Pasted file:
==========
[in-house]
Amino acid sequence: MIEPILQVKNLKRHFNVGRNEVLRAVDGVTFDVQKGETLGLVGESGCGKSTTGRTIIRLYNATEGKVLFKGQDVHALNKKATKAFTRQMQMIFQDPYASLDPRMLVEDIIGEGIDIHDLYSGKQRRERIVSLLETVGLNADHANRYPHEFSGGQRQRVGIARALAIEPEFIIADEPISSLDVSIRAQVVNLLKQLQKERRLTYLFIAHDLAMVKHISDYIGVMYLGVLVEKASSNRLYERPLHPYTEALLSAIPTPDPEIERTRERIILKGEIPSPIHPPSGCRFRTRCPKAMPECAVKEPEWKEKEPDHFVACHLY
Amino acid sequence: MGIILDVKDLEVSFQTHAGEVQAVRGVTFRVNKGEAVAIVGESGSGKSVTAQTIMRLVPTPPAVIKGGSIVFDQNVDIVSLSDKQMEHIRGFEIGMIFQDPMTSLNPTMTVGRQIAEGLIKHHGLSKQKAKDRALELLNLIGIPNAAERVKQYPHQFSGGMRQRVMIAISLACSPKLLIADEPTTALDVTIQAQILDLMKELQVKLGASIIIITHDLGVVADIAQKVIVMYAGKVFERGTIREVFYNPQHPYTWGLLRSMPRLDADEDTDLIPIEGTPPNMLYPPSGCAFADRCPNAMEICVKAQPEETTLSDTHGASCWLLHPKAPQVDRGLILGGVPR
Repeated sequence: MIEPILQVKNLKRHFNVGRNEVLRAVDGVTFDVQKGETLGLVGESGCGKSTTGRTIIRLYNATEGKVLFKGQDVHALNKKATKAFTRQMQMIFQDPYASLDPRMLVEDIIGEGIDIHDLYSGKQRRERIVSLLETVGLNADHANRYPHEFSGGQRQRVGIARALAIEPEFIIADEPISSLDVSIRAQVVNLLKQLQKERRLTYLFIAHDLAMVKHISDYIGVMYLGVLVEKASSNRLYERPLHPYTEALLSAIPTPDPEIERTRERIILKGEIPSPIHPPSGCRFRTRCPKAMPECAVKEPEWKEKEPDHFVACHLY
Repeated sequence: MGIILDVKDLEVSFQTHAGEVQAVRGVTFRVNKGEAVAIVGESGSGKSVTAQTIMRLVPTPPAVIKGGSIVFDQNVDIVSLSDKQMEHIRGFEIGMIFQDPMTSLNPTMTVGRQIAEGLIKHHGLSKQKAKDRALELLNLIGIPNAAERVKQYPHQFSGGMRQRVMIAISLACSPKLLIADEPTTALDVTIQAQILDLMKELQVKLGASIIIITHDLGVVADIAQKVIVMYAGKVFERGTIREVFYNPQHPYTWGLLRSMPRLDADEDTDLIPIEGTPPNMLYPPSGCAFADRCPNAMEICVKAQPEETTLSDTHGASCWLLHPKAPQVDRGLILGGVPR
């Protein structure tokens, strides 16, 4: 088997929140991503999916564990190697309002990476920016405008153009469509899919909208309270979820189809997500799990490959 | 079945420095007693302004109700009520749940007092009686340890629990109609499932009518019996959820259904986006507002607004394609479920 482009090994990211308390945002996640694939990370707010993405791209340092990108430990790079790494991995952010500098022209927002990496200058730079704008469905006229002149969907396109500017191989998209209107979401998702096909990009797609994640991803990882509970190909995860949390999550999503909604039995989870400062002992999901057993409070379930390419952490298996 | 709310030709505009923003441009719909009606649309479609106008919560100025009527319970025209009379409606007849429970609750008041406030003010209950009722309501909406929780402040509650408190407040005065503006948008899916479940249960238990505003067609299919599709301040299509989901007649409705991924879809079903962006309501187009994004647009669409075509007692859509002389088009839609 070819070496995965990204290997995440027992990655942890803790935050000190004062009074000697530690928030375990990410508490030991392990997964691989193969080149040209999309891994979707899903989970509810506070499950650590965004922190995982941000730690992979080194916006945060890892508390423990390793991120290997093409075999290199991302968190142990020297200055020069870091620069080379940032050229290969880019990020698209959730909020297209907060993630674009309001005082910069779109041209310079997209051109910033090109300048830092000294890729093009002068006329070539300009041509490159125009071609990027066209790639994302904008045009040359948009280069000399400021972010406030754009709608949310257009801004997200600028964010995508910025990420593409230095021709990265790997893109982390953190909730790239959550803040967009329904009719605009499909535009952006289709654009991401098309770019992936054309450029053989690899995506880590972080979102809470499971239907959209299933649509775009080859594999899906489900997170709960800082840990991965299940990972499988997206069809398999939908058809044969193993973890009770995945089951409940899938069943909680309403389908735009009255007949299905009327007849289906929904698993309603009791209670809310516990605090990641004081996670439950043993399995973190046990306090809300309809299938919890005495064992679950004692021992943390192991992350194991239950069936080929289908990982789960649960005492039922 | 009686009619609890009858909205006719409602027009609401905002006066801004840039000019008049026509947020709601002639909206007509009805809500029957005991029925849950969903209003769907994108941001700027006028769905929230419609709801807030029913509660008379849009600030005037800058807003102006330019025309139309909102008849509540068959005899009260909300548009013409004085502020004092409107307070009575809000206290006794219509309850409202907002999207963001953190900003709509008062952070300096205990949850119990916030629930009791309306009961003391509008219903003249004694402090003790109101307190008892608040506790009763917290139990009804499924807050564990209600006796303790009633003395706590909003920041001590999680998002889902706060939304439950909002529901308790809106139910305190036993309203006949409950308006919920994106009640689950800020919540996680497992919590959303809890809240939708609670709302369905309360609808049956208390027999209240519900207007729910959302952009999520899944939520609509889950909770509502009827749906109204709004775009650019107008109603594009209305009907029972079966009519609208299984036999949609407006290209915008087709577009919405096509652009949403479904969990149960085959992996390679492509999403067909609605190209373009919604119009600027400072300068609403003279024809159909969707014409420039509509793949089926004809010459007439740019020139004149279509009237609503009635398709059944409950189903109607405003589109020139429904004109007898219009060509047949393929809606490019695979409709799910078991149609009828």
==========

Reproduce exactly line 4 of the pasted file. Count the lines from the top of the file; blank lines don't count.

Repeated sequence: MIEPILQVKNLKRHFNVGRNEVLRAVDGVTFDVQKGETLGLVGESGCGKSTTGRTIIRLYNATEGKVLFKGQDVHALNKKATKAFTRQMQMIFQDPYASLDPRMLVEDIIGEGIDIHDLYSGKQRRERIVSLLETVGLNADHANRYPHEFSGGQRQRVGIARALAIEPEFIIADEPISSLDVSIRAQVVNLLKQLQKERRLTYLFIAHDLAMVKHISDYIGVMYLGVLVEKASSNRLYERPLHPYTEALLSAIPTPDPEIERTRERIILKGEIPSPIHPPSGCRFRTRCPKAMPECAVKEPEWKEKEPDHFVACHLY